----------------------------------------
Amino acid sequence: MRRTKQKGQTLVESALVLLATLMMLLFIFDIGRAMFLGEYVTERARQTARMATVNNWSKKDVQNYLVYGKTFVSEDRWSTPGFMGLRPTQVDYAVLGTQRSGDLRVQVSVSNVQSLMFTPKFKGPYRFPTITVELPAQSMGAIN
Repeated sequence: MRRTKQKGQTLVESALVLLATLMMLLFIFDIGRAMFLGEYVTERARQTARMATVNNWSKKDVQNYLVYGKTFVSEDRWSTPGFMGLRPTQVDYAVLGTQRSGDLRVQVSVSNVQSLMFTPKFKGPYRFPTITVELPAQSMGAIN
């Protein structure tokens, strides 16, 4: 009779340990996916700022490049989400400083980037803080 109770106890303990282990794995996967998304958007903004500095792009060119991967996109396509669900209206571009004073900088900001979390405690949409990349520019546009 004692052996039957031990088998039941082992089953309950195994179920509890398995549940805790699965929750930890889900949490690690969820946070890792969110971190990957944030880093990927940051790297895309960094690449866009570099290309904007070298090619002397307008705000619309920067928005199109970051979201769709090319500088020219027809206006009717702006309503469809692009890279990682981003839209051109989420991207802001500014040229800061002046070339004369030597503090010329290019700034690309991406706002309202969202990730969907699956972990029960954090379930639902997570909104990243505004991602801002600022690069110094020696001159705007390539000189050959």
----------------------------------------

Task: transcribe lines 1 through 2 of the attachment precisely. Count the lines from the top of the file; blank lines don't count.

Amino acid sequence: MRRTKQKGQTLVESALVLLATLMMLLFIFDIGRAMFLGEYVTERARQTARMATVNNWSKKDVQNYLVYGKTFVSEDRWSTPGFMGLRPTQVDYAVLGTQRSGDLRVQVSVSNVQSLMFTPKFKGPYRFPTITVELPAQSMGAIN
Repeated sequence: MRRTKQKGQTLVESALVLLATLMMLLFIFDIGRAMFLGEYVTERARQTARMATVNNWSKKDVQNYLVYGKTFVSEDRWSTPGFMGLRPTQVDYAVLGTQRSGDLRVQVSVSNVQSLMFTPKFKGPYRFPTITVELPAQSMGAIN